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How much waste do plastic bottles really cause?

Over a quarter million tons of plastic pieces can be found in our oceans right now, and scientists estimate that by 2050 our waters will contain more plastics than fish. If that stat scares you that's because it should. Plastic consumption is a staggering problem of the present, and with its biodegradation time expected to take up to 1000 years, it'll be an issue for generations upon generations to come.

Because plastic not only takes up space, but it is devastating for wildlife. Aquatic wildlife can't tell the difference between ordinary edibles and floating plastics, so they eat the completely non-nutritious products en masse by accident, scientists say. The same is true for sea turtles, birds, and marine mammals, according to the Center for Biological Diversity.

It's also bad for us two-legged types. According to Scientific American, the chemicals found in the plastics were drink from and touch are absorbed by human bodies and can have deleterious health effects, including hormonal shifts. Even plastics which are stored in landfills can leak chemicals into the groundwater supply, making them even more likely to be ingested and dangerous to people. Many of the ingredients found in plastics are toxic carcinogens that can be linked to cancer and birth defects, among other diseases.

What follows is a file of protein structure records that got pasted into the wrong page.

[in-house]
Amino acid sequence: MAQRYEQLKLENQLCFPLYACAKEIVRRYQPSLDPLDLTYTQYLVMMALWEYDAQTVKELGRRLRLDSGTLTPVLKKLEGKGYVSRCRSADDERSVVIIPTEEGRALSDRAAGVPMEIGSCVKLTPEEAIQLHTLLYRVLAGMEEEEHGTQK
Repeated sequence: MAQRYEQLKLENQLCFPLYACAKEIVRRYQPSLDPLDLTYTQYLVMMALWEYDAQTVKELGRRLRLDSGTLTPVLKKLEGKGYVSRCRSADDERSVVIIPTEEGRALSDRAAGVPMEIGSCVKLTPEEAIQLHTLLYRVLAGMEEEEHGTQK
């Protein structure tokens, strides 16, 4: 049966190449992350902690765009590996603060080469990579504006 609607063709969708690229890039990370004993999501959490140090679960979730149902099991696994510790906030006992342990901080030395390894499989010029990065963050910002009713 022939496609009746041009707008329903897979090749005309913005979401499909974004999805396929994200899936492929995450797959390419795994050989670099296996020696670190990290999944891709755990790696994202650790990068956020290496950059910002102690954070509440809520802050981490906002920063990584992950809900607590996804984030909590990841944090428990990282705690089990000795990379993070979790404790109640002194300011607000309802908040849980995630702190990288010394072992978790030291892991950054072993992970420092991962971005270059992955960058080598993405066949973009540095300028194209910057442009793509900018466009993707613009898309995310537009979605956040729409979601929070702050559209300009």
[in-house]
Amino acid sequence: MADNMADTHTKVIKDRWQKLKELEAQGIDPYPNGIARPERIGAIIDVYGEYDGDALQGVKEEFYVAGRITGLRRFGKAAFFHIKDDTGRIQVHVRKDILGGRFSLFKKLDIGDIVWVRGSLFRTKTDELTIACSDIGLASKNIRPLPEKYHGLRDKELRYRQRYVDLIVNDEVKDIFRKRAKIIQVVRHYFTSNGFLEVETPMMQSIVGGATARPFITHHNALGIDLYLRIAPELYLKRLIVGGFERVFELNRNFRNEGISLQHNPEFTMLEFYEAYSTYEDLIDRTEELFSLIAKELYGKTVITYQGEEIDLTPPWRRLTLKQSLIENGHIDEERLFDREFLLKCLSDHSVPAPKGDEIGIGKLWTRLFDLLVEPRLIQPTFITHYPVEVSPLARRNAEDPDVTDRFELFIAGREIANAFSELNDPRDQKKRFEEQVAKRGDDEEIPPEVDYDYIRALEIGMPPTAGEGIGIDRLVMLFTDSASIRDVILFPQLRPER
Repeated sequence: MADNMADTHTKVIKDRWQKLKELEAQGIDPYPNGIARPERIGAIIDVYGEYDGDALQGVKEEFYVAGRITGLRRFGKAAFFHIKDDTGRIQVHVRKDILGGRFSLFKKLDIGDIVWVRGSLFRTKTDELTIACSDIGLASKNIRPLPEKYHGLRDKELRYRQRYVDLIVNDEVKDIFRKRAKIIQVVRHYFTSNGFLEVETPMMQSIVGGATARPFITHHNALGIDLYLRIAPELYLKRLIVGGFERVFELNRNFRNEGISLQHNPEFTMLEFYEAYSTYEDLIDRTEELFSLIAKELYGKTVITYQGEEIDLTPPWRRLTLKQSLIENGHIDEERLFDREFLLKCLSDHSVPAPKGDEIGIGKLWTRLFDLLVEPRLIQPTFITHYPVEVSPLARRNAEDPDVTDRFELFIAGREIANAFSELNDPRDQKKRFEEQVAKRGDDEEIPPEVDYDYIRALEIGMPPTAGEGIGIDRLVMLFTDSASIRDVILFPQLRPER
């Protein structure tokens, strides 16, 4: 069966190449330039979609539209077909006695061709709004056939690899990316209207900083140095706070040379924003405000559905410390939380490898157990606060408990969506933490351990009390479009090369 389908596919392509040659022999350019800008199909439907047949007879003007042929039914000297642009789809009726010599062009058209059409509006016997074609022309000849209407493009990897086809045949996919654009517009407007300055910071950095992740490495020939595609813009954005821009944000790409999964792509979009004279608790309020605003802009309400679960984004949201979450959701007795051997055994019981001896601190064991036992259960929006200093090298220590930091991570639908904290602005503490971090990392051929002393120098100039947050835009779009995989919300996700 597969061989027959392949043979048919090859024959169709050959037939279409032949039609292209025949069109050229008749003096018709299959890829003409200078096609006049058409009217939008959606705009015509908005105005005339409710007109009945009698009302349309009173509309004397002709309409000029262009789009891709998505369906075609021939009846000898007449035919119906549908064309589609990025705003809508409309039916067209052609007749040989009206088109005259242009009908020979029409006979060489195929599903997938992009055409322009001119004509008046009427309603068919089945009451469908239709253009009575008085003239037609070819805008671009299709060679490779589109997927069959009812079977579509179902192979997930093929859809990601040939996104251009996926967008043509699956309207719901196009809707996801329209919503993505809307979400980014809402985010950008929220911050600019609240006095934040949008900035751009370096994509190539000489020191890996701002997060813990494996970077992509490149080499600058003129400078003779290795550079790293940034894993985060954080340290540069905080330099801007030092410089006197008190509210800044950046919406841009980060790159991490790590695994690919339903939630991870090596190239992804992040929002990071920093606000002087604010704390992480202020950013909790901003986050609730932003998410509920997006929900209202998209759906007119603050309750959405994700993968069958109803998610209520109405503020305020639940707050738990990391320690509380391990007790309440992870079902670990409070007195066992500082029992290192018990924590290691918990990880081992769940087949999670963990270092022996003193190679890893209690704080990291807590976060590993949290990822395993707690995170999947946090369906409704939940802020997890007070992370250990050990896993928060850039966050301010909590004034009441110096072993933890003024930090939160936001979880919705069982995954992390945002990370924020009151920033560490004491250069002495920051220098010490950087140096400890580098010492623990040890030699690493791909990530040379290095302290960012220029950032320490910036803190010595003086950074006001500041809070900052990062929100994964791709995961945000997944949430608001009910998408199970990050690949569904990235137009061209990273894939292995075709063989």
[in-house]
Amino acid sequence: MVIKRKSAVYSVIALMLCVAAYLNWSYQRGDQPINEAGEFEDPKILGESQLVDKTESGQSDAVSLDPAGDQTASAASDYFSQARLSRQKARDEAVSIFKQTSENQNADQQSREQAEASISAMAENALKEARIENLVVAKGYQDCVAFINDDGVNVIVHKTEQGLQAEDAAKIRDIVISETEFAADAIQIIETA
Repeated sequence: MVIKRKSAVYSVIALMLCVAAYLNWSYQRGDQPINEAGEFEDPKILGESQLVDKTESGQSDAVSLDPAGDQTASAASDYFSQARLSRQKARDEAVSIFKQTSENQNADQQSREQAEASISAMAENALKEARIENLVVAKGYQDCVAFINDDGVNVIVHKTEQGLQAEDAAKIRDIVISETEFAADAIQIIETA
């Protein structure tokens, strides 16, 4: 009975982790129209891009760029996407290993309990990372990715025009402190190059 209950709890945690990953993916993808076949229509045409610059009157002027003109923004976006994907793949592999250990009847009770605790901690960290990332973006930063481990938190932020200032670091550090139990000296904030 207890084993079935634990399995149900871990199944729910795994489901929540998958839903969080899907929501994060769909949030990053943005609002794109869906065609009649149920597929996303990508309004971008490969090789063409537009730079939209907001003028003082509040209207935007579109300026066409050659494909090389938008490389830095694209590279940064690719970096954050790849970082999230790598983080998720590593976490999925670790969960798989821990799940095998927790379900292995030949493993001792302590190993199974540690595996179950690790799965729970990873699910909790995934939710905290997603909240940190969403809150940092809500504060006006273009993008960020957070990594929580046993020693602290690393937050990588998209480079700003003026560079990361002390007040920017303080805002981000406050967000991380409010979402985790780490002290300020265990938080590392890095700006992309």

It requires a lot of petroleum to produce. In order to manufacture all of the plastic items that cause so much waste, an amazing amount of petroleum has to be reserved for that process. Studies show that a whopping 329 million barrels of oil are used each year to produce America's plastic needs alone.

We're doing our part, and you can, too. Cutting out our plastic use at any possible turn is essential to ecological sustainability, and Dropps is happily doing its part to shed that synthetic waste by offering completely biodegradable laundering options, fit with recyclable container delivery servicing that cuts out the middleman of retailing transportation, stocking, and price hikes. Dropping the plastic bottles for a greener option will help reduce your carbon footprint, too.